Peter Johnsen

Danish student Peter Johnsen told members of the Rome Rotary Club that his experiences in Rome and Berry College have been great so far. Johnsen is the Georgia Rotary Student Program participant this year. He told club members a little bit about his home country Thursday, stressing that Denmark is a capitalistic country with a socialistic ideology. / Doug Walker

It didn’t take long for Peter Steiner-Johnsen to acclimate to his new surroundings in Rome and on campus at Berry College.
However, the young man from Denmark, a Georgia Rotary Student Program participant, told Rome civic leaders last week that he is looking forward to a visit from his family in February.
Steiner-Johnsen offered members of the Rome Rotary Club a lesson on Denmark during a presentation Thursday. He said that most Danes are proficient in English because they start learning the language in primary school.
The tiny nation, about the size of Maryland, has a royal line that goes back about a thousand years. However, Steiner-Johnsen said that since Denmark owns Greenland, it is the 12th largest country in the world, but only has a population of 5.8 million.
At one time, Denmark controlled virtually all of modern-day Scandinavia but hasn’t been terribly proficient at fighting wars. In spite of that, Steiner-Johnsen said the country may have the oldest flag still in use. It can be traced back as far as 1219.
The Danish constitution dates back to 1849 and the country has eight significant parties which after most elections results in a minority party having to create a compromise government. “We are not actually a socialist country,” Steiner-Johnsen said. “We are a capitalist country but we have a socialist ideology.”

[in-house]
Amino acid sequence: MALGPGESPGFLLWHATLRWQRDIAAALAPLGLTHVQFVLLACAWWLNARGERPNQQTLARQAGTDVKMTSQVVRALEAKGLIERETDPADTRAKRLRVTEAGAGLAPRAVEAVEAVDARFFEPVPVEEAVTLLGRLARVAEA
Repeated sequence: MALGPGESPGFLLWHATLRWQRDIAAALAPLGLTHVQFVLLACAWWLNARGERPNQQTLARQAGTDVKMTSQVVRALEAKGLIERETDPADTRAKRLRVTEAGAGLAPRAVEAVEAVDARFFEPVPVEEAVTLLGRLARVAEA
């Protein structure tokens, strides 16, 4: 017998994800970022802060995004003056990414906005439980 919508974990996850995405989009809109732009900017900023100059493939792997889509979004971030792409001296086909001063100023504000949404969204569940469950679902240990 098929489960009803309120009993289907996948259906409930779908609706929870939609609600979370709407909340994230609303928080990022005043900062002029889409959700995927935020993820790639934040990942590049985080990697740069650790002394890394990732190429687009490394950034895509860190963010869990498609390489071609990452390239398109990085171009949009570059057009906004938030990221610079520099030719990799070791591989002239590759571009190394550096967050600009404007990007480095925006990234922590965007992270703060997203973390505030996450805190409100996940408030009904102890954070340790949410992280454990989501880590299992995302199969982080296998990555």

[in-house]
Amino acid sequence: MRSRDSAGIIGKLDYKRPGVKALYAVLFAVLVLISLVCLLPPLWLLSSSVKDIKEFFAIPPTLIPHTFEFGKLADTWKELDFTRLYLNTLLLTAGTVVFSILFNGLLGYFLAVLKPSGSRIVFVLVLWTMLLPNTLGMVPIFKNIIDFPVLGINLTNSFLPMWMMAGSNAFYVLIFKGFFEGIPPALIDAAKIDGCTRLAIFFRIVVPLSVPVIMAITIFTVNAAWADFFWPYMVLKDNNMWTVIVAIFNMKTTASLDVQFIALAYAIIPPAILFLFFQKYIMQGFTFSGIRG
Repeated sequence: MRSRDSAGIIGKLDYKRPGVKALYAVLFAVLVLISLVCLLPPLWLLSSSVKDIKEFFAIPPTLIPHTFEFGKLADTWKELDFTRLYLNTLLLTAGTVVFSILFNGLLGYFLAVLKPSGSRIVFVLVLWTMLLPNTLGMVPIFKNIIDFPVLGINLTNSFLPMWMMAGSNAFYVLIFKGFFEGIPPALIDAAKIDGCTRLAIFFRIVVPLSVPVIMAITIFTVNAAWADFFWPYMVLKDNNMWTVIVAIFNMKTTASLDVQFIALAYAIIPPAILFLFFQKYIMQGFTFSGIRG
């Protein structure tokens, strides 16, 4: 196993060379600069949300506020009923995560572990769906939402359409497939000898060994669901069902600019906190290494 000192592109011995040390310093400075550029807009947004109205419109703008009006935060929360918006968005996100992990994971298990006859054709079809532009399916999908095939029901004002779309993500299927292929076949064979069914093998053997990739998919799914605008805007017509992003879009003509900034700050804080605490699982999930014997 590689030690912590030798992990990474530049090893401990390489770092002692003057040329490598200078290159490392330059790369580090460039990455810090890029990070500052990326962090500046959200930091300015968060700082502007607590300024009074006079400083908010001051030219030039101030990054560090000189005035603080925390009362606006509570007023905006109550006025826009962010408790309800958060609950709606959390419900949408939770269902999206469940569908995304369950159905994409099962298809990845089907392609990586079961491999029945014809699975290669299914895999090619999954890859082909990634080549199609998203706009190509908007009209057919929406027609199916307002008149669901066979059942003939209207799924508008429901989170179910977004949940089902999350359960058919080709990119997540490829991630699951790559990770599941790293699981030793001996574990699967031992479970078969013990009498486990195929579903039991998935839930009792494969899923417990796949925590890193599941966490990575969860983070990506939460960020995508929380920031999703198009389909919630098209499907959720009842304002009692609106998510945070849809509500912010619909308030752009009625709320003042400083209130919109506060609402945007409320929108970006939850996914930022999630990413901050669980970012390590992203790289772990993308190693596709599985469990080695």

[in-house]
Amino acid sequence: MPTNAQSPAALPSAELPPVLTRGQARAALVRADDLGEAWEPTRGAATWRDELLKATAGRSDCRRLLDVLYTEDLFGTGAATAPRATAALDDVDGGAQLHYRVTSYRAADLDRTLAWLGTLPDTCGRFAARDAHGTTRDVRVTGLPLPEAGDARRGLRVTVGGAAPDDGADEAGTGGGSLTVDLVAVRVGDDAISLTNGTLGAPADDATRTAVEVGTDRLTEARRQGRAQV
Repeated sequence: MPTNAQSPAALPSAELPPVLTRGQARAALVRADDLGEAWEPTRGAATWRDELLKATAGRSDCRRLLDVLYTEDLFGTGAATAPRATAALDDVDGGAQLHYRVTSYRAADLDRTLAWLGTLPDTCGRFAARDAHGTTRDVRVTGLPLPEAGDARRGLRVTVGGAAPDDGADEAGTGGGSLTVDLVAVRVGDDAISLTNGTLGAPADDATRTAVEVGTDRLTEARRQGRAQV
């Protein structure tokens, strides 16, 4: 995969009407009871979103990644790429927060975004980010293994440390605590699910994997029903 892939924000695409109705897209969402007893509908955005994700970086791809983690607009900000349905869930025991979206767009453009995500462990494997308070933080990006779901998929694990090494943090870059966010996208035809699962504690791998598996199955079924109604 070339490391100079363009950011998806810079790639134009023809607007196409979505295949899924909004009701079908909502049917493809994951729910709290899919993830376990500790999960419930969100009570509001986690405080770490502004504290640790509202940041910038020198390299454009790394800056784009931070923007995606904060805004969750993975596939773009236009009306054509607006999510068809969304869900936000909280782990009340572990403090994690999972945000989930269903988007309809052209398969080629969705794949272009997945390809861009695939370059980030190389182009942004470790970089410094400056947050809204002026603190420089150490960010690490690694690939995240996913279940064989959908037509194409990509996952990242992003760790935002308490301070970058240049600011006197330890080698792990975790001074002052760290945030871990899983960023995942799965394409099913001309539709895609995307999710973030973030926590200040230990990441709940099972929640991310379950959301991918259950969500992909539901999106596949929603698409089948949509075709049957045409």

Taxes are high in Denmark, at 46 percent, according to Steiner-Johnsen who said the top 10 percent of wage earners pay even higher rates. He said the high taxes help assure everyone has free health care and an opportunity for free education.
“We have a word that is very special, it’s flexicurity. You might have guessed it is a mix of flexibility and security, a social safety net,” Steiner-Johnsen said. He said that results in a lot of turnover in the workforce because companies are able to fire people to bring on people who are perceived as better workers, with knowledge that the state will take care of those who may lose their jobs.
The country gets 40 percent of its energy from wind. “We aim to be 100 percent supported by the wind,” Steiner-Johnsen said.
He explained that more than 80 percent of the country’s population supports the Danish Lutheran Church. People are enrolled in the church but have to actually opt out if they want to worship in a different way.
In doing some research for his presentation, Steiner-Johnsen said he was surprised to learn that darts is the official sport of Denmark.
“If you ask any Dane they will say soccer, but now you can correct them,” Steiner-Johnsen said. The 21-year-old said there are more bikes than cars in Denmark.
He was supposed to have been a GRSP participant in 2017 but was diagnosed with Crohn’s disease, which set him back a full year.
Steiner-Johnsen lives in the Ford Complex at Berry and has been studying psychology, physics and chemistry this fall.
“So far my experience has been really great,” Steiner-Johnsen said.
Steiner-Johnsen has been active off-campus, assisting his host Thomas Kislat with coaching a soccer team and volunteering with the One Community United program. He said that being a waiter at the One Table event on the Chief John Ross Memorial Bridge this fall as a great experience.
Steiner-Johnsen’s year in Rome is sponsored jointly by the Rome, Seven Hills and Cartersville Rotary Clubs.